Well folks, there is something cringeworthy about reading your own past writing, especially from 3-5 years ago in a blog titled “Smiling with Sarah”. But whatever, I’m going to temporarily bring this blog back and I’m going to own the title 😁.
I used to really enjoy writing about flight attending when I first started, it was new and exciting and I loved that sometimes acquaintances would read my entries and reach out with questions about being a flight attendant, which I still welcome and would love to answer! It also helped give me a sense of purpose in a job where I have a hard time finding one sometimes. This time, I’m writing because I realized that it would be nice to update friends and family all at once on my most recent endeavor for a month or pso when I’m often out of cell service.
The Appalachian Trail, or AT as it’s often referred, is a fascination to many. It’s been an obsession of mine for quite some time that I kept relatively to myself, and the honest to goodness reason was because I was afraid of failure. I was so afraid of being talked out of it, or failing and coming home and having to explain myself, already knowing the statistic that only 25 percent of people who set out to thru-hike the whole trail actually finish it. I’m not even thru hiking because that would probably entail quitting my job, which I don’t want to do. I decided now or never, and I’m hoping to complete about 7 weeks on the trail, more this summer if I can. This whole thing has become much more than the original obsession with the AT. It turned into a “now or never” mentality where there became no excuse for me not to go for a goal, especially if that meant not waiting for a chance to have the time to do a 6 month thru hike that might never come. Section hiking it is.
Well, after being engulfed in everything that has taken place from the prep work to getting myself to the trail to taking actual steps on the trail, I can tell you I have no shame in owning the goal now. Covering a couple months on the trail is the real goal and if I fall short it will be known. What it took to reach this point has suddenly and drastically taken over my fear of the possibility of looking like I bit off more than I could chew. The real challenge to overcome is simply to not keep it to myself.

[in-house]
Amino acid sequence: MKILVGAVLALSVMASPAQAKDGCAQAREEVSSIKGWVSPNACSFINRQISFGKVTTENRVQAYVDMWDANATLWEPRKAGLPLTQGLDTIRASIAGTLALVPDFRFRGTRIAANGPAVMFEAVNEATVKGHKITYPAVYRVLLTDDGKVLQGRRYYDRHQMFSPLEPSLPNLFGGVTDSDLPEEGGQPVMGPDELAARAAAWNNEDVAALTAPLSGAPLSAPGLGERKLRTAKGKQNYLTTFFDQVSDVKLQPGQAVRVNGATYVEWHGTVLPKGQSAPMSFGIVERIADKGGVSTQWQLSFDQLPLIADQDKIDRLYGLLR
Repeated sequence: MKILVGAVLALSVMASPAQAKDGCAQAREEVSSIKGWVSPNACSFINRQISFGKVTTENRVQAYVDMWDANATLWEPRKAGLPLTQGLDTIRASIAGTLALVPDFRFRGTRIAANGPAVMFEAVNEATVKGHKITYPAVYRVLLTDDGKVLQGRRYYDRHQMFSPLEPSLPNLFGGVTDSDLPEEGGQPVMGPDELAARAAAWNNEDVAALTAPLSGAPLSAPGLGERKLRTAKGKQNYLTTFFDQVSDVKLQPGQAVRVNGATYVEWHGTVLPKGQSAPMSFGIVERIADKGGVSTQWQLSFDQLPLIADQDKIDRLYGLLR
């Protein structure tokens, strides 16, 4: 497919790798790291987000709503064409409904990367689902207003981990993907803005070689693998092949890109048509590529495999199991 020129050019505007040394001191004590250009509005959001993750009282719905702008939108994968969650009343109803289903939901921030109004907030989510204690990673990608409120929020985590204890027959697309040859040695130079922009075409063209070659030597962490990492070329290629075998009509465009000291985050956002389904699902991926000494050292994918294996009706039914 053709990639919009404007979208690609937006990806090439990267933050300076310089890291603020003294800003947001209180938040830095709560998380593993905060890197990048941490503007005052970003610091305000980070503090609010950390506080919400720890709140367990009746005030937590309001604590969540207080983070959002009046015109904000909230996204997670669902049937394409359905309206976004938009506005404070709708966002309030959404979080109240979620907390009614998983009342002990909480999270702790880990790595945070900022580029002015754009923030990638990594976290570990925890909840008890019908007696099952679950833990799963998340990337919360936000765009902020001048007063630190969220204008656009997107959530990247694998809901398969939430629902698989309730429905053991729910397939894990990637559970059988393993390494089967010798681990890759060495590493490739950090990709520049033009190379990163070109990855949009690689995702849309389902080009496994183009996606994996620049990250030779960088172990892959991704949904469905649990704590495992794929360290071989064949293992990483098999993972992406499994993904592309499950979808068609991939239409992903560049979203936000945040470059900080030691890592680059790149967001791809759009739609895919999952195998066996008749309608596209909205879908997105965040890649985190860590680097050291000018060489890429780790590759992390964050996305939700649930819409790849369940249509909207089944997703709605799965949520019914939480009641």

So, in a nutshell here’s what I have to say about the trail before this particular entry reaches the threshold of too long. The amount of mental energy that went into second guessing my gear and packing choices in the days leading up to leaving was to the point of ridiculous. Getting to the trail took a unique spin when I reached out to an old DCI friend, bass 2 at Colts ‘10 to ask about the area and next thing you know I had a ride from the airport in Atlanta (after I finally got on a flight, thanks Delta) and a place to stay for two nights. HUGE shoutout to Shawn Rochester. Then there was the friendly lyft driver who took me to Amicalola who hadn’t heard of the trail before and therefore was wary of dropping me off there alone. Then the first 3 days of the trail happened, in which everything that the trail is came out in full force. Beautiful sights, tough climbs, crowded campsites, unexpectedly uncrowded campsites, perfect weather, rain, new friends, but most of all, the realization that it’s true that no matter how prepared you are, the trail WILL throw a curveball and it will be tough.
“Had your food all figured out and made a valiant effort to keep pack weight down? Cool. Got in shape first and muscles and feet are doing good? Great. It rained and you kept your stuff dry? Check. Oh then I know what you need, a tooth problem completely unrelated to the trail!”.. says the trail.
Two weeks ago I got hit in the front teeth with my own cell phone, story only upon request. There was a little lingering pain but nothing much, then like clockwork within a day of starting the trail my tooth was in bad pain with every sip of water and turning more grey/purple by the day. This is when the mistakes and lessons started. Split a shuttle with another hiker needing to get off trail and tried to find a dentist in a small town on a Saturday. Turns out dentists aren’t open in small towns on weekends. With bad weather looming, I reached a point where I couldn’t get back on trail that same day and make it to shelter in time and therefore found myself stuck for the weekend, splitting a motel room with another hiker and finding out the hard way that nearly everything is closed on Sundays in small town Georgia, and don’t even dare try to find a somewhere to purchase a beer on this day of the week. Laundry got taken care of 2 days sooner than expected, yet here I sit watching stormclouds pass, crossing my fingers someone her can fix my tooth and I can get hiking again while also realizing that this scenario IS the challenge of the trail. It’s not just the hiking, it’s whatever random non trail scenarios get thrown at you, and having to deal with them while being on the trail. That’s the challenge of the trail, and one I didn’t grasp the concept of until being in this moment dealing with this. Until my next entry where I hope to detail the actual gear, hiking, and nice people I’ve met, cheers to 3 nights in the Georgia mountains and purple teeth. ✌️